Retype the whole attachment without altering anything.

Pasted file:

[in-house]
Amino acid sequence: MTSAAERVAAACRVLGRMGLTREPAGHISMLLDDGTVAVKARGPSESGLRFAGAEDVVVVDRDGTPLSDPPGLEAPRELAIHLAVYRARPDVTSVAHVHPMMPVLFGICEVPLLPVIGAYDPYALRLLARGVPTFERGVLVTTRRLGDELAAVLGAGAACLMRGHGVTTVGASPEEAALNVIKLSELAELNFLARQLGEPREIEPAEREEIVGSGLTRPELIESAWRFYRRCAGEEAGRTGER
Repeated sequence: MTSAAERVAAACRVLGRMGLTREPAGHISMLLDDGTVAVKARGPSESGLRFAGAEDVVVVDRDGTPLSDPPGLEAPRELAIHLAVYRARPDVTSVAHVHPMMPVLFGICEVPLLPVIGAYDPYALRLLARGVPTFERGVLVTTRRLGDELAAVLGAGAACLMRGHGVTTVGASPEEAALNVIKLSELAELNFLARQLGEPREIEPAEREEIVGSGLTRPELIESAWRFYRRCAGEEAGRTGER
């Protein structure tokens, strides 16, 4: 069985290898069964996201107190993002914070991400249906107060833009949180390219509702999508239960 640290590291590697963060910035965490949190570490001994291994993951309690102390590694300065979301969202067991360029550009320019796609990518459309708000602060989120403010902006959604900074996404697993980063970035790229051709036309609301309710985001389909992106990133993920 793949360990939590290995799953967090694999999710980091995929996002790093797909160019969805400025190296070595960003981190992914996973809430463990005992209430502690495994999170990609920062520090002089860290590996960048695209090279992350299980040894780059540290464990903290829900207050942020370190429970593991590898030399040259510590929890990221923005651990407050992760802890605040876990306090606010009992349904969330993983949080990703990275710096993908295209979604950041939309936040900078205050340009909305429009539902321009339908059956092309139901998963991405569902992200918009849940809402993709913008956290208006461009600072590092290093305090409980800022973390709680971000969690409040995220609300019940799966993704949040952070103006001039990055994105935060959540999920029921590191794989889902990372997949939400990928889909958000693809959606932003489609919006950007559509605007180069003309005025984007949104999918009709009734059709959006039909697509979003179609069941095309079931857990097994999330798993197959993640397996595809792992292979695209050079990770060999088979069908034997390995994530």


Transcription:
[in-house]
Amino acid sequence: MTSAAERVAAACRVLGRMGLTREPAGHISMLLDDGTVAVKARGPSESGLRFAGAEDVVVVDRDGTPLSDPPGLEAPRELAIHLAVYRARPDVTSVAHVHPMMPVLFGICEVPLLPVIGAYDPYALRLLARGVPTFERGVLVTTRRLGDELAAVLGAGAACLMRGHGVTTVGASPEEAALNVIKLSELAELNFLARQLGEPREIEPAEREEIVGSGLTRPELIESAWRFYRRCAGEEAGRTGER
Repeated sequence: MTSAAERVAAACRVLGRMGLTREPAGHISMLLDDGTVAVKARGPSESGLRFAGAEDVVVVDRDGTPLSDPPGLEAPRELAIHLAVYRARPDVTSVAHVHPMMPVLFGICEVPLLPVIGAYDPYALRLLARGVPTFERGVLVTTRRLGDELAAVLGAGAACLMRGHGVTTVGASPEEAALNVIKLSELAELNFLARQLGEPREIEPAEREEIVGSGLTRPELIESAWRFYRRCAGEEAGRTGER
């Protein structure tokens, strides 16, 4: 069985290898069964996201107190993002914070991400249906107060833009949180390219509702999508239960 640290590291590697963060910035965490949190570490001994291994993951309690102390590694300065979301969202067991360029550009320019796609990518459309708000602060989120403010902006959604900074996404697993980063970035790229051709036309609301309710985001389909992106990133993920 793949360990939590290995799953967090694999999710980091995929996002790093797909160019969805400025190296070595960003981190992914996973809430463990005992209430502690495994999170990609920062520090002089860290590996960048695209090279992350299980040894780059540290464990903290829900207050942020370190429970593991590898030399040259510590929890990221923005651990407050992760802890605040876990306090606010009992349904969330993983949080990703990275710096993908295209979604950041939309936040900078205050340009909305429009539902321009339908059956092309139901998963991405569902992200918009849940809402993709913008956290208006461009600072590092290093305090409980800022973390709680971000969690409040995220609300019940799966993704949040952070103006001039990055994105935060959540999920029921590191794989889902990372997949939400990928889909958000693809959606932003489609919006950007559509605007180069003309005025984007949104999918009709009734059709959006039909697509979003179609069941095309079931857990097994999330798993197959993640397996595809792992292979695209050079990770060999088979069908034997390995994530």